Besides, Negro civil rights had prospered (until the beginning of the war in Vietnam) by the existence of their most militant groups. The value of the Black Muslims to Martin Luther King must have been considerable—he did not even have to say to the ADA, “If not me, it may be them.” In contrast white radical movements had invariably made their alliances with white liberal movements, they lacked the threatening, discomposing cutting edge of an ultra-left movement which was potentially violent. It had become commonplace to remark that young people would not travel to just another march and rally. Civil disobedience therefore was vital to the advertisement of the March, as vital to the needs of the Mobilization Committee as money, and masses of demonstrators.
On August 28 at the Overseas Press Club in New York, a press conference was held to announce the March and its intention to close down the Pentagon on Saturday, October 21, by blocking entrances and doorways. The effort would be continued through Sunday, and if possible through Monday. At the press conference table sat Monsignor Rice of Pittsburgh; Father Hayes of the Episcopal Peace Fellowship; Gary Rader, former member of the Green Berets, now a pacifist; Abbie Hoffman of the Diggers' Free Store in New York; David Dellinger, Jerry Rubin, and Robert Greenblatt of the Mobilization; Amy Swerdlow of Women Strike for Peace; William Pepper, executive director of the National Conference for New Politics (about to have their convention in Chicago); Carl Davidson of SDS; Lincoln Lynch of CORE; Fred Rosen of The Resistance; Lee Webb, co-director of Vietnam Summer; Dick Gregory, and—to everyone's surprise—H. Rap Brown of SNCC.
Reverend Hayes spoke to the press for the Mobilization and announced that the giant coalition group which grew out of the Spring Mobilization “is beginning to organize a confrontation in Washington on October 21-22 which will shut down the Pentagon. We will fill the hallways and block the entrances. Thousands of people will disrupt the center of the American war machine. In the name of humanity we will call the war-makers to task.”
This was putting the best, most liberal and most constructive face on the projected activity, but the newspapers could also quote Dellinger—“There will be no government building left unattacked” (although the attacks “will be nonviolent”); Rubin—“We're now in the business of wholesale disruption and widespread resistance and dislocation of the American society”; Hoffman—“We're going to raise the Pentagon three hundred feet in the air”; and H. Rap Brown—“I would be unwise to say I'm going there with a gun because you all took my gun last time. I may bring a bomb, sucker.”
This press conference naturally attracted huge attention in the press, most of it critical or mocking. The snide reaction was that the demonstrators would attempt to close down the Pentagon on a day (October 21 was part of a weekend) when it was already closed down, which was not quite true, for several thousand of the Pentagon's employees were present on any normal Saturday. That reaction was less significant than the dismay of the moderate peace groups through the country who on reading of this press conference were left shocked, fearful, and antagonistic. But these negative reactions were whipped to a fury by the September 1 issue of the Mobilizer, newsletter of the Mobilization, which began with an editorial written in fire—and was backed with articles on Black Power, Rebellion, Resistance, plus an article by Keith Lampe “On Making a Perfect Mess” which included some of the following items:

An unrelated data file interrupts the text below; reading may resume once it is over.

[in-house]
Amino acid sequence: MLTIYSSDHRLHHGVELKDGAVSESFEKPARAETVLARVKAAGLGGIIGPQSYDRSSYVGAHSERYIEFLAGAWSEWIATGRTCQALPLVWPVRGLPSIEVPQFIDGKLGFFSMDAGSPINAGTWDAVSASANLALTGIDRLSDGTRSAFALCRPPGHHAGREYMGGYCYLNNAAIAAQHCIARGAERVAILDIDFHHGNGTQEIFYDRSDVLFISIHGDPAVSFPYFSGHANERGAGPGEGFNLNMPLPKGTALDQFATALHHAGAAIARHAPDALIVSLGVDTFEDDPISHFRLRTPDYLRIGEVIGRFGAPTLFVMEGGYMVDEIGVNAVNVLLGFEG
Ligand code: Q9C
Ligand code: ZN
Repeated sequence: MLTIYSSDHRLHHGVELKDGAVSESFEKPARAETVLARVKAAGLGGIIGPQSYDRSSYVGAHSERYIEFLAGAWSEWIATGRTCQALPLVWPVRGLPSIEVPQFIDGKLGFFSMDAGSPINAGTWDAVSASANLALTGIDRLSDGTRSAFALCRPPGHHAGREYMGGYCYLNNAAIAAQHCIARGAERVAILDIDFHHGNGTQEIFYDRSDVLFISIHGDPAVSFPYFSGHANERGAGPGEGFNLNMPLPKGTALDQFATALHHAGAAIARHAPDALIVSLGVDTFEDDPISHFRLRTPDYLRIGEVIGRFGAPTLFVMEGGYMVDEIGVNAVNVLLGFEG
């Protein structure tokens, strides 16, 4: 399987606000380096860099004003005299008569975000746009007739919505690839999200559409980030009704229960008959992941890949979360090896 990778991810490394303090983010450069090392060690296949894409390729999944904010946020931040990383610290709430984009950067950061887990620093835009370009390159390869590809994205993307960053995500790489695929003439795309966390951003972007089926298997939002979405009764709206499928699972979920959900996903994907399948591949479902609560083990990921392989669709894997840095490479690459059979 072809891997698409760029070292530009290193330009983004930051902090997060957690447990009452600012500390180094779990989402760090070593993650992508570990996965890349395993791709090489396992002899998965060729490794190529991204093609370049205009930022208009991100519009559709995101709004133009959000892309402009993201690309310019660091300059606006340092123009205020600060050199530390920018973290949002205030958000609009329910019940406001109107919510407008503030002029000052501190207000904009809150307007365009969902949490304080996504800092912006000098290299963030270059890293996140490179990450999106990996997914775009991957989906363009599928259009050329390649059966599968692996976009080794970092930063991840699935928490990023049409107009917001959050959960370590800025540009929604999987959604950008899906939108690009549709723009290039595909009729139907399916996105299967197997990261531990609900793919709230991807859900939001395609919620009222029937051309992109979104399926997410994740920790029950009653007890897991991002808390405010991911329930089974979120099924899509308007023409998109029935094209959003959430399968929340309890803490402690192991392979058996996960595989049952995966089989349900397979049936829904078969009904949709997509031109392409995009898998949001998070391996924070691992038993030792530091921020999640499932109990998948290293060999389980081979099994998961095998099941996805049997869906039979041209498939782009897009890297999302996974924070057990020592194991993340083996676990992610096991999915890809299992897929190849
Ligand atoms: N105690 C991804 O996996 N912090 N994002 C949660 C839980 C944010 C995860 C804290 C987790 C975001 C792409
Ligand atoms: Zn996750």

A thousand children will stage Loot-Ins at department stores to strike at the property fetish that underlies genocidal war.
As the network cameras wheel in for classic counter-demonstrator footage, the BOMB PEKING picket signs will be flipped to say “Does LBJ suck?”
During a block party in front of the White House a lad of nine will climb the fence and piss, piss. . . .
The first thousand copies of this issue were rushed to Chicago to be distributed at the convention of the National Conference for New Politics where the language induced a profound shudder in every middle-class element of the white Left, old and new. A storm of protest, indignation, and horror came back on the Mobilization. The general consensus of the older people on the Steering Committee was that this newsletter would not mobilize support but would destroy it. It was voted to suppress the issue, and a new issue containing a mild statement of aims written by Sidney Peck in the form of questions and answers, and directed obviously at women's groups and moderate peace groups, was hurriedly put out. From this point on, the Berkeley group which had been the inspiration for the first issue was conceivably in decline.
Dellinger had left for Czechoslovakia after the press conference on August 28. He came back in September to a period of near chaos and conflicting demands. The moderate peace groups, put in a panic by the nihilistic possibilities of the March on the Pentagon, now began to push their demands. They wanted a clear and adequate separation between the march and rally activity, and the civil disobedience and/or disruption which would follow (in order that people who wished to protest the war but did not want to be arrested or endangered could also join). They insisted that Mobilization's press release project a tone more peaceful, less militant. It was also understood that they would not give large support to the venture unless Dr. Spock could be induced to join it.